Ginzton Laboratory, Stanford University, Stanford, CA 94305, U.S.A.
Optics dominates long distance communications, but will it ever be useful on silicon chips or their successors? In this chapter, we will discuss why we might be interested in the use of optics for such shorter interconnections, what technology we might need, and what new technological opportunities are emerging that could make such use practical or even ubiquitous.
Optics for use in handling information has been around for several decades now, with clear successes in optical fiber communications and in removable disk storage (compact discs and DVDs, for example). Early interest in optics for logic faded as integrated circuits advanced and limitations in energy for optical logic became clearer,1 but optics for communication and interconnect has become increasingly interesting. There, optics is competing against copper, not silicon. Basic issues of physics favor optics for communication anywhere a high density of information has to be communicated over any substantial distance.2,3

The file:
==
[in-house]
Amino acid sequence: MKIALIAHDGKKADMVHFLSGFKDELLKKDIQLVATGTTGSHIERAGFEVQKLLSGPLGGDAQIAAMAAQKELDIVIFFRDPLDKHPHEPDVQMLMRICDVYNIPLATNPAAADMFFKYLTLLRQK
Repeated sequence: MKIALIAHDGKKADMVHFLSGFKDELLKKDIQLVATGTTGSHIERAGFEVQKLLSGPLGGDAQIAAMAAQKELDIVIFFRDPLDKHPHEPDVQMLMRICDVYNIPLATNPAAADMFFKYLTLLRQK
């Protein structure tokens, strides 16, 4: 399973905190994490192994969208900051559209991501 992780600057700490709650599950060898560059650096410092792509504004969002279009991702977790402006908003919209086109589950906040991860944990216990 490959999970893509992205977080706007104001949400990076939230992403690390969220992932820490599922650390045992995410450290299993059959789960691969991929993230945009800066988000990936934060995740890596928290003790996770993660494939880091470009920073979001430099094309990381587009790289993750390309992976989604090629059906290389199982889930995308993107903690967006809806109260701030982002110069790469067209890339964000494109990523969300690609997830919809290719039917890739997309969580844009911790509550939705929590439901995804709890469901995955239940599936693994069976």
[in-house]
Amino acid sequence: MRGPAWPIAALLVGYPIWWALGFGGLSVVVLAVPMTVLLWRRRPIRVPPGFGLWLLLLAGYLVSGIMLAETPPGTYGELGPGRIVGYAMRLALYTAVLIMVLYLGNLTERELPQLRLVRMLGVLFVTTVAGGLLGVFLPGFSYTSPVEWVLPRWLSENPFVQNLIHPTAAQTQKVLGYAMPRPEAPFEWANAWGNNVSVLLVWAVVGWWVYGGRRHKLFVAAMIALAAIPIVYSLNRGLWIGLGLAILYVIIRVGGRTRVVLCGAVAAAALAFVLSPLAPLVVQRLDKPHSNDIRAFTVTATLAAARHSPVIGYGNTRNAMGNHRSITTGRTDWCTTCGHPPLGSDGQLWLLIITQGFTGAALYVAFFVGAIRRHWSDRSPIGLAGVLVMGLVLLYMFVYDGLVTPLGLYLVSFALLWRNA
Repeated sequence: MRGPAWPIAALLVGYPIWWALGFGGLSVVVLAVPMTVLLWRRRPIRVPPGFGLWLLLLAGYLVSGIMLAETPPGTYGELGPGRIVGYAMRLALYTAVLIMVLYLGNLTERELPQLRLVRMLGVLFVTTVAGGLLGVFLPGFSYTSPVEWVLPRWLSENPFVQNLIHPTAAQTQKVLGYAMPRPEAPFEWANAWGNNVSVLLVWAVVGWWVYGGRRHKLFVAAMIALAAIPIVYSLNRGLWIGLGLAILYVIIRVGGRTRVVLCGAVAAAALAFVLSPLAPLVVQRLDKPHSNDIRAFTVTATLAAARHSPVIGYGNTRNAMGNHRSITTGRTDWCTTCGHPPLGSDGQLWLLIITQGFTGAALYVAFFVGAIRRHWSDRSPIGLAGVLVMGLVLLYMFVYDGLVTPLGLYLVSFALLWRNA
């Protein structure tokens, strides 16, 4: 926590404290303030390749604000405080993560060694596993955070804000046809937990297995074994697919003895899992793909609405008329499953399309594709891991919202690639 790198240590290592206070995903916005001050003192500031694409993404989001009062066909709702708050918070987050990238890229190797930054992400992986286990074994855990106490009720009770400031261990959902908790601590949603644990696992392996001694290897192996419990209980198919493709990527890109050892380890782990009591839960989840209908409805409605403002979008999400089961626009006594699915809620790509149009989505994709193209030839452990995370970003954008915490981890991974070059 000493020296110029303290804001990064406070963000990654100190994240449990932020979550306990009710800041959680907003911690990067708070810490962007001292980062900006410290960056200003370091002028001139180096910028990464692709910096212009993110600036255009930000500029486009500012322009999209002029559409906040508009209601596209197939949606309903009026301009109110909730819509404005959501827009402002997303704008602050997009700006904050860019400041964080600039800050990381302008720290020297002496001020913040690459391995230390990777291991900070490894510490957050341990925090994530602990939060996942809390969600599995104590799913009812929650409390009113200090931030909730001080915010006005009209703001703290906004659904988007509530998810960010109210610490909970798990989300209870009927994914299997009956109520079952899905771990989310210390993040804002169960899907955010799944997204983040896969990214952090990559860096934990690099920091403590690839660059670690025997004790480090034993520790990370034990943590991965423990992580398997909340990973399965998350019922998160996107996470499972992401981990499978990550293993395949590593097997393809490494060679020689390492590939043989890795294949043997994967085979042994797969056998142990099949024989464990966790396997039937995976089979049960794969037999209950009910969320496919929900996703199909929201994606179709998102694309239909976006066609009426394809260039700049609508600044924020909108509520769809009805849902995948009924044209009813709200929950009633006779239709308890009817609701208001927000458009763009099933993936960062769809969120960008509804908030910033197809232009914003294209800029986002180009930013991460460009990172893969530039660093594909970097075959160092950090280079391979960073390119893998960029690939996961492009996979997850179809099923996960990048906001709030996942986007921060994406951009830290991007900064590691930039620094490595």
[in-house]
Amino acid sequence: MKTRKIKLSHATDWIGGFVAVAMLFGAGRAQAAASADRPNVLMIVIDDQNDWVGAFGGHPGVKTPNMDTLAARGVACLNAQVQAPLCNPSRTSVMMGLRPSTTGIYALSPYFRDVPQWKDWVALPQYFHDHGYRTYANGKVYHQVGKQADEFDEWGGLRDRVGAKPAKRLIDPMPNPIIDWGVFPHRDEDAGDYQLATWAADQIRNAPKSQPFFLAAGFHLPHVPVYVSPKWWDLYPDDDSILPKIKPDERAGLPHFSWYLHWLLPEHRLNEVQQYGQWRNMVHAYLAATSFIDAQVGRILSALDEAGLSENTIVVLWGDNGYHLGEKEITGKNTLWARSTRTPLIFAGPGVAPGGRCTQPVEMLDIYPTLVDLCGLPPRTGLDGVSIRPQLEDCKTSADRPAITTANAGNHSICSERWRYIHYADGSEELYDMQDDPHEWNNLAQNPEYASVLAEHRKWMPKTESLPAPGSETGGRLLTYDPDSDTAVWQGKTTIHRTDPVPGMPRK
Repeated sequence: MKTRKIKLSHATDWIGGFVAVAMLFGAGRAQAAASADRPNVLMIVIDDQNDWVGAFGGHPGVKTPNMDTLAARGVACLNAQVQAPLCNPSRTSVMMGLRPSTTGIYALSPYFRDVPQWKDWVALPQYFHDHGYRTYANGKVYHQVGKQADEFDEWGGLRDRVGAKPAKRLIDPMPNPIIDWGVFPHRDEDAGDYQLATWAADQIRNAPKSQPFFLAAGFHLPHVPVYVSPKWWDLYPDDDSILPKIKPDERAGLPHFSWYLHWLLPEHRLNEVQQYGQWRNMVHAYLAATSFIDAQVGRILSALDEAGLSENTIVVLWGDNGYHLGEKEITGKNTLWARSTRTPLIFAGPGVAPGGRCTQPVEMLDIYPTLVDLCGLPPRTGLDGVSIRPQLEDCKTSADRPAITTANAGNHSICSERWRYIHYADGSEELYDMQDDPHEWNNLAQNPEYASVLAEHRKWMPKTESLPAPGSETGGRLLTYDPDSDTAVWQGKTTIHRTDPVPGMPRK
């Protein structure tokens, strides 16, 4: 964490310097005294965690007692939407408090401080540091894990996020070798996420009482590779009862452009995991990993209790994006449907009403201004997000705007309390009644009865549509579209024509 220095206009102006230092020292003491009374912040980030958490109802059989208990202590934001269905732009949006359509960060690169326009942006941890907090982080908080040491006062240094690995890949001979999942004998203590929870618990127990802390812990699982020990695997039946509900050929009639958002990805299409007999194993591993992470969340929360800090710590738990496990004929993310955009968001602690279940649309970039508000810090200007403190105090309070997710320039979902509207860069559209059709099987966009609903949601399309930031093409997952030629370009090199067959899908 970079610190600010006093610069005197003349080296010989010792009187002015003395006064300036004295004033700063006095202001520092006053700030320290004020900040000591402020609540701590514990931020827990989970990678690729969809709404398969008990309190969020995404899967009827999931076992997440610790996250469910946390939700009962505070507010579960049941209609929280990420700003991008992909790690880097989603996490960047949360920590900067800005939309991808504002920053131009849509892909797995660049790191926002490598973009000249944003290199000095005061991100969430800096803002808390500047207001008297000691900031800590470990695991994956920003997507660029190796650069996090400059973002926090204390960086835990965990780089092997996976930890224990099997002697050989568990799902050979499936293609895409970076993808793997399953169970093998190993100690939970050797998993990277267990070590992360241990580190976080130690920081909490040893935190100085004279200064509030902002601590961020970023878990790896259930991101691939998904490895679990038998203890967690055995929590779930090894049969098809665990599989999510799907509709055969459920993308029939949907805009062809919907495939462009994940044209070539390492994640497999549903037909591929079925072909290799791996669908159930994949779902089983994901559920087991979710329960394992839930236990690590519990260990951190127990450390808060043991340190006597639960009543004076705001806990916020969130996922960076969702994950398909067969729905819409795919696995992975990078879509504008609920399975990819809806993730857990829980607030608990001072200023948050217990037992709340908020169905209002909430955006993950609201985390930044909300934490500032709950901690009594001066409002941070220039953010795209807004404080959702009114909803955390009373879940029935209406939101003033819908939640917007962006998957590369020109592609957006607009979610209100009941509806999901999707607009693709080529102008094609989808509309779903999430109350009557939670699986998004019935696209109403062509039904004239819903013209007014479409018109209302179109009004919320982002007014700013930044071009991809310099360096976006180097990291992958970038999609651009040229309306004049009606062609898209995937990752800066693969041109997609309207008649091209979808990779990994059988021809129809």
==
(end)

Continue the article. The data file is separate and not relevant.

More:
The physical problems and limitations of electrical wired interconnects are many and substantial. They perform increasingly poorly at higher frequencies, showing both signal attenuation and distortion. One surprising aspect of the performance is that it is essentially scale invariant: that is, once one has filled all the available space ...